This is a classic statement on the dramatic nature of doctrine made by Dorothy Sayers, Creed or Chaos? (New York: Harcourt, Brace and Company, 1949), 3:
Official Christianity, of late years, has been having what is known as ‘a bad press’. We are constantly assured that the churches are empty because preachers insist too much upon doctrine – ‘dull dogma’, as people call it. The fact is the precise opposite. It is the neglect of dogma that makes for dullness. The Christian faith is the most exciting drama that ever staggered the imagination of man – and the dogma is the drama….This is the dogma we find so dull – this terrifying drama of which God is the victim and the hero. If this is dull, then what, in Heaven’s name, is worthy to be called exciting? The people who hanged Christ never, to do them justice, accused Him of being a bore – on the contrary; they thought Him too dynamic to be safe. It has been left for later generations to muffle up that shattering personality and surround Him with an atmosphere of tedium. We have very efficiently pared the claws of the Lion of Judah, certifying Him ‘meek and mild’, and recommended Him as a fitting household pet for pale curates and pious old ladies.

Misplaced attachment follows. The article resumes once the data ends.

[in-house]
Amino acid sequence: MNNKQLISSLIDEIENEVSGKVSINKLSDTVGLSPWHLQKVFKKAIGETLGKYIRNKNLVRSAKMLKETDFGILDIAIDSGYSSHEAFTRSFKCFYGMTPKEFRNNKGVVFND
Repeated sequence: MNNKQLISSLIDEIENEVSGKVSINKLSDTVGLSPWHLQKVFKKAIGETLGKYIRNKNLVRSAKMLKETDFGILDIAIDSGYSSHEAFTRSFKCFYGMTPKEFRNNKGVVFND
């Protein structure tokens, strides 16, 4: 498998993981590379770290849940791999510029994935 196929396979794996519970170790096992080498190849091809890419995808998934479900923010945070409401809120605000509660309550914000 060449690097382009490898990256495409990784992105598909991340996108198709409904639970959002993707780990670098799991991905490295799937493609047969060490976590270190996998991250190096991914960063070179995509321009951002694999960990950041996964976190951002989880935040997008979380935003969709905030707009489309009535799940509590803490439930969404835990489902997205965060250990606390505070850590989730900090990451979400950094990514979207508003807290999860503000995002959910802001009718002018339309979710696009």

As Sayers points out, it is not doctrine that makes for dullness but the neglect of doctrine. I love her wonderfully rich statement (both content-wise and rhetorically) that “the Christian faith is the most exciting drama that ever staggered the imagination of man – and the dogma is the drama.”
It is doctrinal truth that forms and shapes life! Since this is true . . .
- Why is dogma considered dull and drama exciting?
- Why is it we often bifurcate between doctrine and life, dogma and drama?
- What do you do to ensure that “the dogma is the drama” is true in your life and ministries?